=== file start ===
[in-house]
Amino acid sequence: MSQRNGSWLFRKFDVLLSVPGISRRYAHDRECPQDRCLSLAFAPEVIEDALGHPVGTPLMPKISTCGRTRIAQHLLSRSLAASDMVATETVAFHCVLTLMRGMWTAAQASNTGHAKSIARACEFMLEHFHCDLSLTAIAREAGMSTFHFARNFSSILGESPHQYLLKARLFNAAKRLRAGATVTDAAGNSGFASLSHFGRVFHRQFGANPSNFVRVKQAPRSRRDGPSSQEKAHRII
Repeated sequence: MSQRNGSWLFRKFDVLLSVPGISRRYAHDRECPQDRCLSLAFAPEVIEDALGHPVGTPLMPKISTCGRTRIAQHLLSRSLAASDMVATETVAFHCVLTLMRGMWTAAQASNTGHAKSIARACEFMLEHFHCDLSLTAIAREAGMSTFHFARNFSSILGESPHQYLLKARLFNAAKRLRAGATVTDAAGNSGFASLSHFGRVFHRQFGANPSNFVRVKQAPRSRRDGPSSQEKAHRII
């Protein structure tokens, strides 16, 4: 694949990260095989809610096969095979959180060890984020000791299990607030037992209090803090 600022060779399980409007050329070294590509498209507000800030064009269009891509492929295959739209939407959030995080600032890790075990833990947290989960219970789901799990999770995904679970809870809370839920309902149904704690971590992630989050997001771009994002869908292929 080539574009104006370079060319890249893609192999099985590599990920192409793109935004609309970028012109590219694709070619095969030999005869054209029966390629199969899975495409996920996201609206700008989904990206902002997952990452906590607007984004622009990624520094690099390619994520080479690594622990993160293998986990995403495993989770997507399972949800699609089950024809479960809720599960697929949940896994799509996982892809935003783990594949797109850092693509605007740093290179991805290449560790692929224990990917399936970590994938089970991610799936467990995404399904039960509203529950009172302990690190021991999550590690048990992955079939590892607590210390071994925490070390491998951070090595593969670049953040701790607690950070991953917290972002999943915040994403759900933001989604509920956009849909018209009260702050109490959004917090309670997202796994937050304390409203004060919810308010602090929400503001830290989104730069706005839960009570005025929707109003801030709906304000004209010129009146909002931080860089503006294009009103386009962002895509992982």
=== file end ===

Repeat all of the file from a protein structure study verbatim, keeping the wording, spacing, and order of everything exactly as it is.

[in-house]
Amino acid sequence: MSQRNGSWLFRKFDVLLSVPGISRRYAHDRECPQDRCLSLAFAPEVIEDALGHPVGTPLMPKISTCGRTRIAQHLLSRSLAASDMVATETVAFHCVLTLMRGMWTAAQASNTGHAKSIARACEFMLEHFHCDLSLTAIAREAGMSTFHFARNFSSILGESPHQYLLKARLFNAAKRLRAGATVTDAAGNSGFASLSHFGRVFHRQFGANPSNFVRVKQAPRSRRDGPSSQEKAHRII
Repeated sequence: MSQRNGSWLFRKFDVLLSVPGISRRYAHDRECPQDRCLSLAFAPEVIEDALGHPVGTPLMPKISTCGRTRIAQHLLSRSLAASDMVATETVAFHCVLTLMRGMWTAAQASNTGHAKSIARACEFMLEHFHCDLSLTAIAREAGMSTFHFARNFSSILGESPHQYLLKARLFNAAKRLRAGATVTDAAGNSGFASLSHFGRVFHRQFGANPSNFVRVKQAPRSRRDGPSSQEKAHRII
């Protein structure tokens, strides 16, 4: 694949990260095989809610096969095979959180060890984020000791299990607030037992209090803090 600022060779399980409007050329070294590509498209507000800030064009269009891509492929295959739209939407959030995080600032890790075990833990947290989960219970789901799990999770995904679970809870809370839920309902149904704690971590992630989050997001771009994002869908292929 080539574009104006370079060319890249893609192999099985590599990920192409793109935004609309970028012109590219694709070619095969030999005869054209029966390629199969899975495409996920996201609206700008989904990206902002997952990452906590607007984004622009990624520094690099390619994520080479690594622990993160293998986990995403495993989770997507399972949800699609089950024809479960809720599960697929949940896994799509996982892809935003783990594949797109850092693509605007740093290179991805290449560790692929224990990917399936970590994938089970991610799936467990995404399904039960509203529950009172302990690190021991999550590690048990992955079939590892607590210390071994925490070390491998951070090595593969670049953040701790607690950070991953917290972002999943915040994403759900933001989604509920956009849909018209009260702050109490959004917090309670997202796994937050304390409203004060919810308010602090929400503001830290989104730069706005839960009570005025929707109003801030709906304000004209010129009146909002931080860089503006294009009103386009962002895509992982």